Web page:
In short, Zinn suggests, "[r]acism was becoming more and more practical ... [as] a realistic device for control." "If freemen with disappointed hopes should make common cause with slaves of desperate hope," Morgan adds, "the results might be [catastrophic] ... [t]he answer to the problem ... was racism, to separate dangerous free whites from dangerous black slaves by a screen of racial contempt."


2. Late 1700s--The Revolution; the Constitution's Protection of Slavery

The Declaration of Independence famously declares the existence of certain self-evident Truths: "[T]hat all Men are created equal, that they are endowed by their Creator with certain unalienable Rights, that among these are Life, Liberty, and the Pursuit of Happiness." Inspiring language--but dimmed by the reality that black slaves were never intended to be included among the "all Men" who would possess these natural rights. Indeed, the primary drafter of the phrase, Thomas Jefferson, was himself an active slaveholder and trader, as were forty of his other compatriots who signed the Declaration.

So, black Americans were understandably reticent on the topic of the Revolution. Howard Zinn explains:

Thousands of blacks fought with the British. Five thousand were with the Revolutionaries, most of them from the North, but there were also free blacks from Virginia and Maryland. The lower South was reluctant to arm blacks. Amid the urgency and chaos of war, thousands took their freedom--leaving on British ships at the end of the war to settle in England, Nova Scotia, the West Indies, or Africa. Many others stayed in America as free blacks, evading their masters.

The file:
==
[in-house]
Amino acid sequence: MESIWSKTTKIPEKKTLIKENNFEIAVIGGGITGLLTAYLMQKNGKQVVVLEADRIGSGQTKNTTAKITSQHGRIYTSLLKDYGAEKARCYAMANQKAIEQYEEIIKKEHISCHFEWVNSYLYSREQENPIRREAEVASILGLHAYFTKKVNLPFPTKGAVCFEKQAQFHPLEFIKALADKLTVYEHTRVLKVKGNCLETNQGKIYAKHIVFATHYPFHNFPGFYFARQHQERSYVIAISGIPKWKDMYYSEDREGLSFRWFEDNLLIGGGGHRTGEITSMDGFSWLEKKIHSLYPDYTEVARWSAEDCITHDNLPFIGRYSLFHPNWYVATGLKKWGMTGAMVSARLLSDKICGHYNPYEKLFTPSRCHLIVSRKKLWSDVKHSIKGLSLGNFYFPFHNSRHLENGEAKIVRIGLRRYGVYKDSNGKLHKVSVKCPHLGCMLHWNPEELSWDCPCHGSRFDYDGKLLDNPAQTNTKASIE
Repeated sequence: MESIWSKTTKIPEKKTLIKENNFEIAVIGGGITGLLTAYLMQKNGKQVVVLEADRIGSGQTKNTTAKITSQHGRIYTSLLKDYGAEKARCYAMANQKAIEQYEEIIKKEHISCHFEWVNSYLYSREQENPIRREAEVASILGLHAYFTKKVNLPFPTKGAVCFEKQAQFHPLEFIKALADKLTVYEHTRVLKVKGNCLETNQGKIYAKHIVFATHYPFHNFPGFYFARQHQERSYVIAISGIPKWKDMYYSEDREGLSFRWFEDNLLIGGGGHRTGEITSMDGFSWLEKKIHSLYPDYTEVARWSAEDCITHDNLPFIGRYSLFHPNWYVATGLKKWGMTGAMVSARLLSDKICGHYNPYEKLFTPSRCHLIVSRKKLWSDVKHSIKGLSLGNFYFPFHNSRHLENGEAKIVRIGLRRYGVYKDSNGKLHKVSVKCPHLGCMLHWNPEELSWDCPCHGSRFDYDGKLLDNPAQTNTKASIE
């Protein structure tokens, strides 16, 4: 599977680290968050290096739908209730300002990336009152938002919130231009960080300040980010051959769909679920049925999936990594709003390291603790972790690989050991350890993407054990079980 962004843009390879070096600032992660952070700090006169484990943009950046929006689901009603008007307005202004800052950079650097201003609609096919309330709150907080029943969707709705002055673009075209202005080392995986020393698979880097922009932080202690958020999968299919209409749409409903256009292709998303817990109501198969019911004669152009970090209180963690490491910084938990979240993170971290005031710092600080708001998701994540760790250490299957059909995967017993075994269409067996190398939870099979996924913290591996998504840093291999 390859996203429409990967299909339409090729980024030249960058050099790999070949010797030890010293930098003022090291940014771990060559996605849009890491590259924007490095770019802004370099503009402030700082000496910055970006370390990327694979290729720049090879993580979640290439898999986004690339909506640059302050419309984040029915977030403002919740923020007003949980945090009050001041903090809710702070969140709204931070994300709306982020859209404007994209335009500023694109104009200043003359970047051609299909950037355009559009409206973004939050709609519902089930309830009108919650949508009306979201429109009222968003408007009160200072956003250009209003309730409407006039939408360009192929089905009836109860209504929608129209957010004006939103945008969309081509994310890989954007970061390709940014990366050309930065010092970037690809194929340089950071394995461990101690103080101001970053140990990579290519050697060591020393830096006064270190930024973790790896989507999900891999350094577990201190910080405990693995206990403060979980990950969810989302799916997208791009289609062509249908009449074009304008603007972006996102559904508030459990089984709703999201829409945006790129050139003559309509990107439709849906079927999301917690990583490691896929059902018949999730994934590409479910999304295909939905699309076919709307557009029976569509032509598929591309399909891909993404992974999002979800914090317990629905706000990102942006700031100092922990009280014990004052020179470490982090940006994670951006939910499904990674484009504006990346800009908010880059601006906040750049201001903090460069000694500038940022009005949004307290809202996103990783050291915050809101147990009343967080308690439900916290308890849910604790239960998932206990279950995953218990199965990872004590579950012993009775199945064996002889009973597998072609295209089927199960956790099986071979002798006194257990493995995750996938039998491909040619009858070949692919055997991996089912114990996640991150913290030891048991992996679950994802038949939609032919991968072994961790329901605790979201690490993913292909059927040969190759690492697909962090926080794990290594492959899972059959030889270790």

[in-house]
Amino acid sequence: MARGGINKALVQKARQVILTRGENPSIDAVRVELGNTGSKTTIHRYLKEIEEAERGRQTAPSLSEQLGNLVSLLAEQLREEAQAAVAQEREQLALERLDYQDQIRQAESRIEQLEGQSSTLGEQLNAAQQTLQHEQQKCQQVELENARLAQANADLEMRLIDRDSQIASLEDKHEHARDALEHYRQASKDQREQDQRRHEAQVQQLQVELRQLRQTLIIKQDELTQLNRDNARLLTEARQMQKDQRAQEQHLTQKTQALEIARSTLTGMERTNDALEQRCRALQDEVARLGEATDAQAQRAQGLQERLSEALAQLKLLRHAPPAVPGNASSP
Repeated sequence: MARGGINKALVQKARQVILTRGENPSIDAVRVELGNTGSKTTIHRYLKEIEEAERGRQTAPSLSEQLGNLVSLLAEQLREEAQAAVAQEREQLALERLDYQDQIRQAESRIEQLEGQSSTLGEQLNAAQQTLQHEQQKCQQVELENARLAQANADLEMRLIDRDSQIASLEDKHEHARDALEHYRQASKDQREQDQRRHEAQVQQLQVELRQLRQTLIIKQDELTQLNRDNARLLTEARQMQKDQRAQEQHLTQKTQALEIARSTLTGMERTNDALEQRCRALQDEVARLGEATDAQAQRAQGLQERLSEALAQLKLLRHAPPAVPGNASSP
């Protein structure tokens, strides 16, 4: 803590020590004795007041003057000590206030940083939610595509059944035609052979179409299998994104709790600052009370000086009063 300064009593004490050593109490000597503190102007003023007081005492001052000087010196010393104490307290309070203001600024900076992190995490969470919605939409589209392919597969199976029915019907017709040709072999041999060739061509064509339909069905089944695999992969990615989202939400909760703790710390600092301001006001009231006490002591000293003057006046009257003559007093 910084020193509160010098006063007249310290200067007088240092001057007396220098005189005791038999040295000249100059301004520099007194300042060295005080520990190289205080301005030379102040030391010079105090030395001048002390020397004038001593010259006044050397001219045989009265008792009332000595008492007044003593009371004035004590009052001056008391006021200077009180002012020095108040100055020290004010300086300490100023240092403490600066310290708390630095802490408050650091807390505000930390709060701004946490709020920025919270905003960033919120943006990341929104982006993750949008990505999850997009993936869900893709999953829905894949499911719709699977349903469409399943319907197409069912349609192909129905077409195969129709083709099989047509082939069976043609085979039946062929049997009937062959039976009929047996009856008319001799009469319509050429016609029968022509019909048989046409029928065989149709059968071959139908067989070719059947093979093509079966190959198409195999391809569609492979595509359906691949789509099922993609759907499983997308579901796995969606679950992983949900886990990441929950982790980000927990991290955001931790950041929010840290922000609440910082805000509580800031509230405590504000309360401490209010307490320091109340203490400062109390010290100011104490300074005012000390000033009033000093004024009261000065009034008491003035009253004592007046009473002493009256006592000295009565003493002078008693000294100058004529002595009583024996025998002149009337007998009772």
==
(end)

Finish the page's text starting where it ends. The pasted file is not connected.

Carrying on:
No doubt it is jarring to Americans' sense of their country as "the Land of the Free and Home of the Brave" to understand the Founding Fathers' racist attitudes and practices. It is similarly disconcerting to recognize that the Nation's founding governing document, the United States Constitution, expressly endorsed racist principles when ratified in 1789.

Specifically regarding black Americans, the Constitution in its original formulation, as proposed in 1787 and ratified in 1789, contained four provisions supporting the institution of slavery.

First, Article I, Section 2, clause 3 requires apportionment of the House of Representatives based on the "whole Number of free Persons" and "three fifths of all other Persons." While the representatives of the Northern free states at the Constitutional Convention did not think the Southern slave states should be able to use the fact that they held many thousands of people in human bondage as a way to increase their representation in the new government, in the end they compromised with the southerners, who refused to support the Constitution without this and the other three provisions, by counting every slave as three-fifths of a person.

Next, Article IV, Section 2 contains the Fugitive Slave Clause:

No Person held to Service or Labour in one State, under the Laws thereof, escaping into another, shall, in Consequence of any Law or Regulation therein, be discharged from such Service or Labour, but shall be delivered up on Claim of the Party to whom such Service or Labour may be due.

In other words, any efforts by an anti-slave state, such as Pennsylvania, to provide refuge for escaped slaves--legislative or otherwise--would be ineffective.

This provision, along with the Fugitive Slave Act of 1793, was the basis for federal cases striking down Northern states' attempts to aid escaping slaves. In Prigg v. Pennsylvania in 1842, for example, the U.S. Supreme Court struck down two Pennsylvania laws prohibiting the removal of slaves who had escaped into the state. Writing for the Court, Justice Joseph Story reasoned that the very existence of the Union depended on slavery: